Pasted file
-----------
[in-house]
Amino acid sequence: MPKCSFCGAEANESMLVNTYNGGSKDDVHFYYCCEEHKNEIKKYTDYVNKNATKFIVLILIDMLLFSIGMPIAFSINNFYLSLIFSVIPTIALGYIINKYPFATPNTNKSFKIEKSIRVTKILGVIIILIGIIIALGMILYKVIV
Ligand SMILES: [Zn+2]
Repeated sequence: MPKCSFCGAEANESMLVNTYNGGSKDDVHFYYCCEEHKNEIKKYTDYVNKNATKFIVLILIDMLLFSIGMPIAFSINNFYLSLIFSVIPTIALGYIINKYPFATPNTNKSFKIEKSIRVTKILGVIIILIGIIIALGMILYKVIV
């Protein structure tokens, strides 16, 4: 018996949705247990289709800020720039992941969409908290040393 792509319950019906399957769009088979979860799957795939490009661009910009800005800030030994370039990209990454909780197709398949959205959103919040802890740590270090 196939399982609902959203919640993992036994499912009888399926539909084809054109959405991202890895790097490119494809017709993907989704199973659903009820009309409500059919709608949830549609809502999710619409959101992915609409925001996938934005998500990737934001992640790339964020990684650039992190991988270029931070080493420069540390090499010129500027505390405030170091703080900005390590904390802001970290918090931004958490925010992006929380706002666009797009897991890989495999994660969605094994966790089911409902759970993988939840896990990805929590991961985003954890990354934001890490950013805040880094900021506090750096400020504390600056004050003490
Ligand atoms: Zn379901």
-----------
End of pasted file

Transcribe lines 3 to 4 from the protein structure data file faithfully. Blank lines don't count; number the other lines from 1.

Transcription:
Ligand SMILES: [Zn+2]
Repeated sequence: MPKCSFCGAEANESMLVNTYNGGSKDDVHFYYCCEEHKNEIKKYTDYVNKNATKFIVLILIDMLLFSIGMPIAFSINNFYLSLIFSVIPTIALGYIINKYPFATPNTNKSFKIEKSIRVTKILGVIIILIGIIIALGMILYKVIV